Former WWE star Gabbi Tuft, famously known by her ring name Tyler Reks, recently sat down with Chris Jericho on “Talk is Jericho” to delve into her remarkable and deeply transformative journey from her wrestling career to embracing her true identity as a transgender woman. The conversation began with Jericho acknowledging the stark contrast between Tuft’s past life as the formidable Tyler Reks and her present identity. Tuft candidly shared, “I don’t feel like that guy exists anymore,” expressing the profound disconnect she feels from her former self.
While many members of the transgender community do not view transitioning as the “death” of their prior selves, Tuft’s perspective is a poignant reminder of the complexity of personal transformation. She revealed, “I can’t even imagine I was that person at that time.” Yet, in her case, this emotional distance doesn’t translate into resentment or a desire to distance herself from her wrestling past. Quite the contrary, Tuft occasionally shares videos of her wrestling days with her daughter, allowing her child to witness this significant chapter of her life.
Tuft’s journey into the wrestling world is a fascinating tale in itself. She disclosed that she wasn’t a dedicated wrestling fan before joining WWE, with her only prior exposure to the sport being during her childhood, which she eventually outgrew. Her entry into the wrestling business was unconventional, as it began in Florida Championship Wrestling (FCW) after being discovered by Rick Bassman in Southern California.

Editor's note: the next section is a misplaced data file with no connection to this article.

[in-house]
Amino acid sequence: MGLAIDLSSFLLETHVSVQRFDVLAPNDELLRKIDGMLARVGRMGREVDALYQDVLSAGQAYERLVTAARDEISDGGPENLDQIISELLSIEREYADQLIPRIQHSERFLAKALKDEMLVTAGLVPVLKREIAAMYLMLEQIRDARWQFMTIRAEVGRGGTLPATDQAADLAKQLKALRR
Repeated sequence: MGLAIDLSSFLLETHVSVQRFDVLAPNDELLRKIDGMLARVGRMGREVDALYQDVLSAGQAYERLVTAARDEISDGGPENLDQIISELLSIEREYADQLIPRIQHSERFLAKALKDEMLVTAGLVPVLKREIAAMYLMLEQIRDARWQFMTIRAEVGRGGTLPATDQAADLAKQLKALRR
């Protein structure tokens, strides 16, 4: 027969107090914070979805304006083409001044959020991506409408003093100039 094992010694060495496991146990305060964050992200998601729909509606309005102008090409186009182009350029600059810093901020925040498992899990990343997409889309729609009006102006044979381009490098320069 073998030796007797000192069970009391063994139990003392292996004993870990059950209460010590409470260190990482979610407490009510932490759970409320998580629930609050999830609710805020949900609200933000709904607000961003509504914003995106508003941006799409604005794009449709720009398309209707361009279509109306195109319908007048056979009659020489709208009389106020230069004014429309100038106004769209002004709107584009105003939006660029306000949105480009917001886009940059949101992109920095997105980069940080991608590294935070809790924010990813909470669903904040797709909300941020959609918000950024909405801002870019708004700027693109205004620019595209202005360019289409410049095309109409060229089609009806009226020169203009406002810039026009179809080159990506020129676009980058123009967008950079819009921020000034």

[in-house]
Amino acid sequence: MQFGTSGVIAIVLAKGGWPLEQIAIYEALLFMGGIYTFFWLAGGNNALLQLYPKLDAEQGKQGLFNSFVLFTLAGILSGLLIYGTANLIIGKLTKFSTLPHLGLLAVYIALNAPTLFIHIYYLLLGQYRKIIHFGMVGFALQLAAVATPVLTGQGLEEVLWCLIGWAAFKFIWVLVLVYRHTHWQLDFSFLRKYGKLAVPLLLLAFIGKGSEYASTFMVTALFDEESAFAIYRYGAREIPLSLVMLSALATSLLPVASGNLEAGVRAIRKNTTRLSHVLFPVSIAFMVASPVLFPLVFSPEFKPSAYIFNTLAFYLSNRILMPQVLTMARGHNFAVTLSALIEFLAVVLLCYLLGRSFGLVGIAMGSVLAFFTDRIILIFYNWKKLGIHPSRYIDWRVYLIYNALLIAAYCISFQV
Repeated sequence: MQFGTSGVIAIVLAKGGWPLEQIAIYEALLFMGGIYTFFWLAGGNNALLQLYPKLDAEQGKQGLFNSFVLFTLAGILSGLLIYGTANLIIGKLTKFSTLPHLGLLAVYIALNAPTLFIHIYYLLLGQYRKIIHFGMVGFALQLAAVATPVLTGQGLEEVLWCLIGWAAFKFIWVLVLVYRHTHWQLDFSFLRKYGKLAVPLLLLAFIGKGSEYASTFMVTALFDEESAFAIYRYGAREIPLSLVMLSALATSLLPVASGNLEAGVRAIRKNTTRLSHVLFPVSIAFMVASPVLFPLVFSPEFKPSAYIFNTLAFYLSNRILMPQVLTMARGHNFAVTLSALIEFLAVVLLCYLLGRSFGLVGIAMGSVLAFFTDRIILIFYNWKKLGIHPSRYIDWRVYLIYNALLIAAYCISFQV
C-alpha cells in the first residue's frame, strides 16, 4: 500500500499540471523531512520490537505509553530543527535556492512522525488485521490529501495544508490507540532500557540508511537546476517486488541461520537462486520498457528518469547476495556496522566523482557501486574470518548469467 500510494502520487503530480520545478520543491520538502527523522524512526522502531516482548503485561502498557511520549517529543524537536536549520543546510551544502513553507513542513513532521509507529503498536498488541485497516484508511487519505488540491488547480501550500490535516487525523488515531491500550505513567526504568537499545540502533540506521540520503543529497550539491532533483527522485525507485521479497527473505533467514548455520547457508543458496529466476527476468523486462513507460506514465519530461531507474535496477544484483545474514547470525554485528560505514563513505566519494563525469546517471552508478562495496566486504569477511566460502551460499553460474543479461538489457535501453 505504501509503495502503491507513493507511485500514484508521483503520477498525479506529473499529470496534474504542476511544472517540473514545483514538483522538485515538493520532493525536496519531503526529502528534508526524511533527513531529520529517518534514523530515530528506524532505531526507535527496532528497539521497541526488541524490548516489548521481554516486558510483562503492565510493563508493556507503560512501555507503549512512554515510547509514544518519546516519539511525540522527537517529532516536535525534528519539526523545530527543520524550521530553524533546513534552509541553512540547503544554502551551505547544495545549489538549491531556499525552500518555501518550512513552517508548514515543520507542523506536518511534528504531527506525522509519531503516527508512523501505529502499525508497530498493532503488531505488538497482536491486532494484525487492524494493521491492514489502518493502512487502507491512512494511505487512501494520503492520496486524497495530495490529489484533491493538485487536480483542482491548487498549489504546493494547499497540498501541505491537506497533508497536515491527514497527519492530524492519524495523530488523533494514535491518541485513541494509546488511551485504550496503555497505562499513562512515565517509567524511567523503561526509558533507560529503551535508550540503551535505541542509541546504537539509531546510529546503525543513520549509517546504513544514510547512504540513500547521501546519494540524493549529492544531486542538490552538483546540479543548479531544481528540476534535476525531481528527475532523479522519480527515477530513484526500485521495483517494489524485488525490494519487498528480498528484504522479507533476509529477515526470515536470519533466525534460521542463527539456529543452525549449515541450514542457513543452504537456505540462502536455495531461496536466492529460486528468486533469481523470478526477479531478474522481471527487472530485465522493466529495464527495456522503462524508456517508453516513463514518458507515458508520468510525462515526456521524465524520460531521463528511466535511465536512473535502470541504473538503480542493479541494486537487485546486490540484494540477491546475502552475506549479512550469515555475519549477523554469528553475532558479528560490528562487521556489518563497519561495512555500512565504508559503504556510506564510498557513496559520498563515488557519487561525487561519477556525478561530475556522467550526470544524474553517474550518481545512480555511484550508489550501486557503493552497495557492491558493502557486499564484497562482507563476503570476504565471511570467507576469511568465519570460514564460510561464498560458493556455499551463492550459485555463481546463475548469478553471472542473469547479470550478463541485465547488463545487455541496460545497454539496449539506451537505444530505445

Her initial foray into FCW was fraught with challenges. She recalled that she was met with resistance from her fellow trainees, describing herself as “the person everyone hated” on her first day. Many wrestlers resented her because she hadn’t paid her dues on the independent wrestling circuit before securing a contract with WWE. Nevertheless, WWE officials, including John Laurinaitis, saw the potential in her as a marketable talent, leading to her eventual signing with the company.
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Gabbi Tuft’s WWE career spanned from 2008 to 2012, and she made her debut in the now-defunct ECW in 2009. Despite her time in the WWE, her Tyler Reks character struggled to gain the necessary traction to become a household name, ultimately resulting in her release from the company in 2012. Reflecting on her tenure in WWE, Tuft admitted to her struggles in fully grasping her character and battling confidence issues during that period. While she believes that WWE could have provided more support in terms of character development and self-assurance, she ultimately takes full responsibility, saying, “I don’t blame anybody. I blame myself.”
Gabbi Tuft’s appearance on “Talk is Jericho” serves as an invaluable window into her unique journey from a professional wrestler to a transgender woman. Her story underscores the importance of self-acceptance and highlights the multifaceted nature of identity, both personal and professional. In sharing her experiences, Tuft provides a compelling narrative that resonates with individuals navigating similar paths of self-discovery and transformation.